• 29 Jerik // Aug 2, 2010 at 3:09 pm

    @some sysadmin from Australia, To this, I will again disagree as I have traveled to many parts of the world and say that lot of Europeans haggle alot. I do not and I’m in my 30′s. I believe it’s more of an age thing now because younger people who are relatively well off don’t haggle much but older generations (like a 40-50 Asian or Europeans….and lets not forget Eastern Europeans!!! tend to haggle lots more).

  • 30 Anna // Sep 6, 2010 at 1:52 pm

    My mum lets me buy branded goods since all of my Western friends wear them BUT only if they are on sale. I can safely say that EVERY SINGLE branded clothing I own I bought at a discounted price. We’re not exactly poor either, my mum is an ambassador in Switzerland!

  • 31 juicy couture // Jan 16, 2011 at 8:25 pm

    @Heat Moon,
    I think it is rather easy to see from the other comments as well that this post is well written and useful.

  • 32 mbt store // Mar 19, 2011 at 12:39 am

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  • 33 Lee // Jun 23, 2011 at 5:21 pm

    My dad is 2nd gen L.A. Chinese his wife (step mom) from Taiwan- when visiting she will bring bananas that are getting old and food in plastic bags that are reused a 1,ooo times. At least you guys are getting knockoffs, I’m talking used old things that I’m suppose to act excited over-I don’t know if it’s more Taiwan, but if you don’t act grateful, she gets really pissed!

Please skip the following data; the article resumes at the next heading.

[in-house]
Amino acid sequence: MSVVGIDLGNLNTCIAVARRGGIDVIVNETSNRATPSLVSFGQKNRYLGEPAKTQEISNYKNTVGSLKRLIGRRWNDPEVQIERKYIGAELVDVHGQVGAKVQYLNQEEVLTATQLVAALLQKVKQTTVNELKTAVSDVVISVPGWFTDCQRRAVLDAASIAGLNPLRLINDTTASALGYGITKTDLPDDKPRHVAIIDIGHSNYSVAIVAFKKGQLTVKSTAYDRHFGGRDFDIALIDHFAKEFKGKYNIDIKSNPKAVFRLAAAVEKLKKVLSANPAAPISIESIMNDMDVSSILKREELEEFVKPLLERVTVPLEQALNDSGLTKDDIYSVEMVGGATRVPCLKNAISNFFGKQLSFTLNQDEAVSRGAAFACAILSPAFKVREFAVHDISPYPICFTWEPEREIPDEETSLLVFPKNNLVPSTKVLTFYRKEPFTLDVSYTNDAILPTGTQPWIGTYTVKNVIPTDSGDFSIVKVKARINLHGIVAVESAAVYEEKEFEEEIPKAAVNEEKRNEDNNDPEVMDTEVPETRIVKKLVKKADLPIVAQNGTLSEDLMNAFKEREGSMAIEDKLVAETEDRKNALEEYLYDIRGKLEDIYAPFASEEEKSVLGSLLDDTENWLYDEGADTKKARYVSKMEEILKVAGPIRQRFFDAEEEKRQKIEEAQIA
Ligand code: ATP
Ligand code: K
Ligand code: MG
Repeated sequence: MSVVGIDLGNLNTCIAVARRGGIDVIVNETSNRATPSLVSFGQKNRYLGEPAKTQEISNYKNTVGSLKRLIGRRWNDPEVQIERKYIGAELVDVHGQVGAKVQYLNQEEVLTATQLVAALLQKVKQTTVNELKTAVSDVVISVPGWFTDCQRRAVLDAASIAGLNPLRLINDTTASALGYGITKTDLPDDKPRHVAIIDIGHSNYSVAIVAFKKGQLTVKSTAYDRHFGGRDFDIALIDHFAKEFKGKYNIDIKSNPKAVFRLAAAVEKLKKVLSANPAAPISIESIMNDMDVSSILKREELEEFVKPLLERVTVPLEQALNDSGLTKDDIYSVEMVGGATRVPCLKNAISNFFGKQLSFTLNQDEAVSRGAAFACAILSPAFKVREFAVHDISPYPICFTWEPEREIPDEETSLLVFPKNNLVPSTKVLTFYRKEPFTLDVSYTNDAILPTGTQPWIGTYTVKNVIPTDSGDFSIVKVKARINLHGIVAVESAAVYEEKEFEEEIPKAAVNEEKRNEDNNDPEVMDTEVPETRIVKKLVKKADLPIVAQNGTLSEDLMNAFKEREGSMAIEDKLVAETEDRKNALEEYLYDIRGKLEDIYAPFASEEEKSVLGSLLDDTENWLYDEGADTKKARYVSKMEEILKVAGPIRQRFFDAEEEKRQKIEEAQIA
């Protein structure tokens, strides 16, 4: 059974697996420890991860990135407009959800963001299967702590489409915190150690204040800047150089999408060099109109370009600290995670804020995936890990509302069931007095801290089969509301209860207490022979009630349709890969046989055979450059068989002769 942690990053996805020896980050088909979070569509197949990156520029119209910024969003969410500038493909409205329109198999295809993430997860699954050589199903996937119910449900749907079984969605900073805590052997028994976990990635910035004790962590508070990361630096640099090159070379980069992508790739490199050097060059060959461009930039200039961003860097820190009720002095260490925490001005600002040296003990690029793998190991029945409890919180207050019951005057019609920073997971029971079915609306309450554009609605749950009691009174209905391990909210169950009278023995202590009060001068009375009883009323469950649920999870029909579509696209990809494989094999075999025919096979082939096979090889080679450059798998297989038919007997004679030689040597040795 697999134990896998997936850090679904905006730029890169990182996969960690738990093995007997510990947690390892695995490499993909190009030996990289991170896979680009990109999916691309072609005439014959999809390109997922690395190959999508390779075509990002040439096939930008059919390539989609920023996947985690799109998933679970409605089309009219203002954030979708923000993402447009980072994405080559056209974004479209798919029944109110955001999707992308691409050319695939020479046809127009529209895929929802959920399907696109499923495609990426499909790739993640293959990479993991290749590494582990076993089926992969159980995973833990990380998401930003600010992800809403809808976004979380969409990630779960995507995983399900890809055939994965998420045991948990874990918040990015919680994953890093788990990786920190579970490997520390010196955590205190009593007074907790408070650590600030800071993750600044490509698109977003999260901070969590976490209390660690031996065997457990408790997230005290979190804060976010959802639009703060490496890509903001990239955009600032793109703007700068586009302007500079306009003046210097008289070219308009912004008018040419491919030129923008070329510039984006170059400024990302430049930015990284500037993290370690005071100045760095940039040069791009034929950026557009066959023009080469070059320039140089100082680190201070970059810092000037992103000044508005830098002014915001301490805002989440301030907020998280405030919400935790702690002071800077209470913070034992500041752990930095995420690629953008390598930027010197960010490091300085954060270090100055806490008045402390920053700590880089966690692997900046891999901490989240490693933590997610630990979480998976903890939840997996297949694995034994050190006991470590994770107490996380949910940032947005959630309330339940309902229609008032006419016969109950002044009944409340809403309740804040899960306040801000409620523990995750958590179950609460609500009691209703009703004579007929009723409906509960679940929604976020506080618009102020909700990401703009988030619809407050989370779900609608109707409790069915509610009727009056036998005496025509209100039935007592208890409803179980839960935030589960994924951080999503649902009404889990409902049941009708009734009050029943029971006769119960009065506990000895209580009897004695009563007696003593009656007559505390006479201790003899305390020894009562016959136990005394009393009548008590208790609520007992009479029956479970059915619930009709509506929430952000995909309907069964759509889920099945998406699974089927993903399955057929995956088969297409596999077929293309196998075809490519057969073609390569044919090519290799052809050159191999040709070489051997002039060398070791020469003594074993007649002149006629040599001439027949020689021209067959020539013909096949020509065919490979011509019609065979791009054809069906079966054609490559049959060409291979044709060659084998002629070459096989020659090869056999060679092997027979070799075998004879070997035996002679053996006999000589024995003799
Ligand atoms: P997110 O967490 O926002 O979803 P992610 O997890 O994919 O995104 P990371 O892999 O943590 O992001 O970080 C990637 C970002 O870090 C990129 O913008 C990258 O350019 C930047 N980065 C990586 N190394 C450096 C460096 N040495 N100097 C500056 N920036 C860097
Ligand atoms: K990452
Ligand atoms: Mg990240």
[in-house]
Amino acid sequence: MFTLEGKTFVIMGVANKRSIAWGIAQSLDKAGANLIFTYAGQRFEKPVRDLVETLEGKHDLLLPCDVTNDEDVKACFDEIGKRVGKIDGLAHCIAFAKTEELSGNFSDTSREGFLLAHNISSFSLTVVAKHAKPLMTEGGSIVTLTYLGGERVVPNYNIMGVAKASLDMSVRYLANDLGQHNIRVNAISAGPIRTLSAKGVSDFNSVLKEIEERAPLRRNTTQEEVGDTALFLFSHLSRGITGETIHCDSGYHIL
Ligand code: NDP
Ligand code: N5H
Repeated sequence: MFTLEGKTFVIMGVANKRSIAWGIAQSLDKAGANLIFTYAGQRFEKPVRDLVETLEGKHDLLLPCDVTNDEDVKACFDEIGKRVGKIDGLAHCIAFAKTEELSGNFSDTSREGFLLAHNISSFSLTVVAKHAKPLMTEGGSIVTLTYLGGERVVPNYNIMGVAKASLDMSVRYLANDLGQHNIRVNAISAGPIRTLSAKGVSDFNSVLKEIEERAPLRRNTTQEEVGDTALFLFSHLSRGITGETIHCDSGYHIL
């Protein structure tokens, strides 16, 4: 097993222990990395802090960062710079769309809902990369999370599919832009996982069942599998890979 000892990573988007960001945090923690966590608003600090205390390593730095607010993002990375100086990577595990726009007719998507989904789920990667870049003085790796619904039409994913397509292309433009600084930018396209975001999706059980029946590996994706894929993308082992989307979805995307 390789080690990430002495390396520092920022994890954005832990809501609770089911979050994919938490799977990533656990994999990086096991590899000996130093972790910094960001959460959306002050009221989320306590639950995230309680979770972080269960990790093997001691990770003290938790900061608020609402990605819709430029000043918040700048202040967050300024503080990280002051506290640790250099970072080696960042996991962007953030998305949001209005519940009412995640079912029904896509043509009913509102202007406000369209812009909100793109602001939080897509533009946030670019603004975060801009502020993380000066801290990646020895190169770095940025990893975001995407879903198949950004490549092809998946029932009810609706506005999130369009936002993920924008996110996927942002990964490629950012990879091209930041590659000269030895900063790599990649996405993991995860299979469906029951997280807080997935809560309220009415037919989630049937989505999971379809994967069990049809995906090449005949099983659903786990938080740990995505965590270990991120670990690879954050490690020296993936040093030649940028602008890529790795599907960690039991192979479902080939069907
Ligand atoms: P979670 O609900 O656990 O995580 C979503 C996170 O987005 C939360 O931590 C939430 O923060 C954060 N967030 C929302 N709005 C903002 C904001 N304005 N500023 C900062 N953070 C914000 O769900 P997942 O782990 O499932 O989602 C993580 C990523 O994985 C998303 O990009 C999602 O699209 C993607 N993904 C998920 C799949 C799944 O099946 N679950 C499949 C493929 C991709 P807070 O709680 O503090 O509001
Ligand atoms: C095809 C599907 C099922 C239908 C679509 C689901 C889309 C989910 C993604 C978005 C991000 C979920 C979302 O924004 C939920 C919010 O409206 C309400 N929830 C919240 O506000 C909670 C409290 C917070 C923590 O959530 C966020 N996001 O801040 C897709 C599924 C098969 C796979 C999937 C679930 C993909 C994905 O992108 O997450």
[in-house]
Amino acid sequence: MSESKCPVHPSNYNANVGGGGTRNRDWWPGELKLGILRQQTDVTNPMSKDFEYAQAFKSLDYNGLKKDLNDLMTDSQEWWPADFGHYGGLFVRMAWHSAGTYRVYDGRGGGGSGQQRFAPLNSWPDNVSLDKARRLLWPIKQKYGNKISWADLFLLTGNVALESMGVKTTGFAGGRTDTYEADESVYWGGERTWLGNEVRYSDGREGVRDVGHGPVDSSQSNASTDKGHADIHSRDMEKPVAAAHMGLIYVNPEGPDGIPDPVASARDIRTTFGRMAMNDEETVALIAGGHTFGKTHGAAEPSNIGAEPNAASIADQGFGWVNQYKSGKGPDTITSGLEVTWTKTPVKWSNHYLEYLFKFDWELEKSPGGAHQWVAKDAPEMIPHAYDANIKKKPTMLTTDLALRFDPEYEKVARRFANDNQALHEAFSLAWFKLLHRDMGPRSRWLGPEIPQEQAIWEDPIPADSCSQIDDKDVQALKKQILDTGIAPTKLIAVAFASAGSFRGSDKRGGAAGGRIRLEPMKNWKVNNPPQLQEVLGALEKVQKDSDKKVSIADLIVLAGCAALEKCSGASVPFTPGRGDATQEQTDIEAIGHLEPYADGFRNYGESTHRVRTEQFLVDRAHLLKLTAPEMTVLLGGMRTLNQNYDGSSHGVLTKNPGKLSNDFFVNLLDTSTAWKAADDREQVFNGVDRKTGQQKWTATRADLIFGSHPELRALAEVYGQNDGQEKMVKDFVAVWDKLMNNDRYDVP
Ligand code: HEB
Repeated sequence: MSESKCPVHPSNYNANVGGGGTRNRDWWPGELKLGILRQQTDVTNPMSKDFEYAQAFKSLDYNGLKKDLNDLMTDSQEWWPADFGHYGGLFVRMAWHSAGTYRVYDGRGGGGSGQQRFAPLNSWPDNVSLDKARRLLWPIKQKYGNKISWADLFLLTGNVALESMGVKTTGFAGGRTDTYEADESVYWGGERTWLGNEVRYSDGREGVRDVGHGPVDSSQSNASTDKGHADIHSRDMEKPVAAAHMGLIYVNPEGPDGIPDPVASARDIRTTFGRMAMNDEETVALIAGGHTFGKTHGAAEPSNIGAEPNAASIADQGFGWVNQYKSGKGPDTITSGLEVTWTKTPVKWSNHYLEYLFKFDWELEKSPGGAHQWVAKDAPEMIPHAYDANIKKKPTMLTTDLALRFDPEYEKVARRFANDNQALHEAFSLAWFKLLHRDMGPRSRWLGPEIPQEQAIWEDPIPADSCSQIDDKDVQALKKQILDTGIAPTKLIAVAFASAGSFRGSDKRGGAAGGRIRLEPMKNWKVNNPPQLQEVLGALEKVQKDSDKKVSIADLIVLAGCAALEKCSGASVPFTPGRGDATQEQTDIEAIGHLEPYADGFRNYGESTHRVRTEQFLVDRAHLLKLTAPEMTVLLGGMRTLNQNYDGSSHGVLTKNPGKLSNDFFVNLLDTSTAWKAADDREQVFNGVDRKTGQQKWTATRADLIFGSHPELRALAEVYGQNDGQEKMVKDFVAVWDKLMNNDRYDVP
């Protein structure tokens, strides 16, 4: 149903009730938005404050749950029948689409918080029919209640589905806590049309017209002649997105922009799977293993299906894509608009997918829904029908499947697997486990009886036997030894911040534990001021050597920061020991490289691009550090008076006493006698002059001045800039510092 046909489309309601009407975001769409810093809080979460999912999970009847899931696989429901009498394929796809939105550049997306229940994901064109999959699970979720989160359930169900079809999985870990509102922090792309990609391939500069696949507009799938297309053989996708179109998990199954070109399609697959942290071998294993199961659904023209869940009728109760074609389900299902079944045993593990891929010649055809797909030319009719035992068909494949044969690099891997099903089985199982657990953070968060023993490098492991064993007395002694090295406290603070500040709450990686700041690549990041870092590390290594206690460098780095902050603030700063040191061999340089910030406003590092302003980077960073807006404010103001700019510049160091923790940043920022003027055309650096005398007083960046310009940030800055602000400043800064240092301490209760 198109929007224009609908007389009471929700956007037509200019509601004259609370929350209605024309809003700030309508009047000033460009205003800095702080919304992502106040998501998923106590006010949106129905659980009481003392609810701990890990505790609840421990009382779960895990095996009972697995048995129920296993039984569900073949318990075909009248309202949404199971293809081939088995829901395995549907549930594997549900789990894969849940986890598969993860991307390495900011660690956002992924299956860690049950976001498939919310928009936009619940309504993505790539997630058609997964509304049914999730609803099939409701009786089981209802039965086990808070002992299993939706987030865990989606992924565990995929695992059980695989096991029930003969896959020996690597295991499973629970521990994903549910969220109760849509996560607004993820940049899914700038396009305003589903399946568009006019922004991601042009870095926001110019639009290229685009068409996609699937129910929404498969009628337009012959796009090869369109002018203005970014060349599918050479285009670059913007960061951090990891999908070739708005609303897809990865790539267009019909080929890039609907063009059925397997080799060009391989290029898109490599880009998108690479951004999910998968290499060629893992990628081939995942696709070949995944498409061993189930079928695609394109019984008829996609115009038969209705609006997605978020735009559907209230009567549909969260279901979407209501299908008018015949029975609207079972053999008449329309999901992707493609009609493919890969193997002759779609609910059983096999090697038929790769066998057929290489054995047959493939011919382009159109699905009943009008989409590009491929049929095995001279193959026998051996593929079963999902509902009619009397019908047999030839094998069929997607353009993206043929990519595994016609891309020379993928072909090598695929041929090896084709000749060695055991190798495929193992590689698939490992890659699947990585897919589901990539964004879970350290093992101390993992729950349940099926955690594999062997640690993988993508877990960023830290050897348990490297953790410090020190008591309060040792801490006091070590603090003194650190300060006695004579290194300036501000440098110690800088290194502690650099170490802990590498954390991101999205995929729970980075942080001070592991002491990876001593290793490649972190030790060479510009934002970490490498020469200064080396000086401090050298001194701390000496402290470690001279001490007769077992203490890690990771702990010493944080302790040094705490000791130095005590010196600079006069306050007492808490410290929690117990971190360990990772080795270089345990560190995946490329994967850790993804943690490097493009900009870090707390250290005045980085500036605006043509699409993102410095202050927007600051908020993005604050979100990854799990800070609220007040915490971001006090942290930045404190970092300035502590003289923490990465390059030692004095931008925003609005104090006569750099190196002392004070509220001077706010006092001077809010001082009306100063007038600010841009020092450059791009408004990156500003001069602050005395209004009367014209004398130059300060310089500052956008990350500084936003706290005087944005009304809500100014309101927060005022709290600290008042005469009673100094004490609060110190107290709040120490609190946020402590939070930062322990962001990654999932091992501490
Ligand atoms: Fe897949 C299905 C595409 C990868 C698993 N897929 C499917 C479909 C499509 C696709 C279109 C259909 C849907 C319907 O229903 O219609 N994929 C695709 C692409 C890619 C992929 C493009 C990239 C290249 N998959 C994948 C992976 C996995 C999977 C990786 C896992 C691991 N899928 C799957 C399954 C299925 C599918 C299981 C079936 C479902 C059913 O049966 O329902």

• 34 Warren // Oct 11, 2011 at 5:15 pm

    So… the deep layers of motives and intentions beneath the behavior of millions of people are over-simplified so I don’t have to think critically about anyone who looks like one of them? Thanks Peter! We should lump everyone into categories more often.

  • 35 trung // Jun 24, 2012 at 1:56 pm

    that is not considered cheap… remember we are raised in an environment where we bargain for items out whole life…. you’d be a fool if you don’t bargain in a flee market. lol

  • 36 dfs // Jun 28, 2013 at 3:20 am

    Who doesn’t like cheap stuff? I make sure everything I get is the best price. I don’t have debt and in fact, at age 30, I’ve already massed 1.5 million $ assets.

    Though I disagree with some questionable methods such as throwing away rice while eating sushi, swapping tags at clothes stores.

  • 37 ilovehorseyrides // Jun 9, 2015 at 3:15 pm

    They also complain that it’s too expensive even though it’s on sale!!!!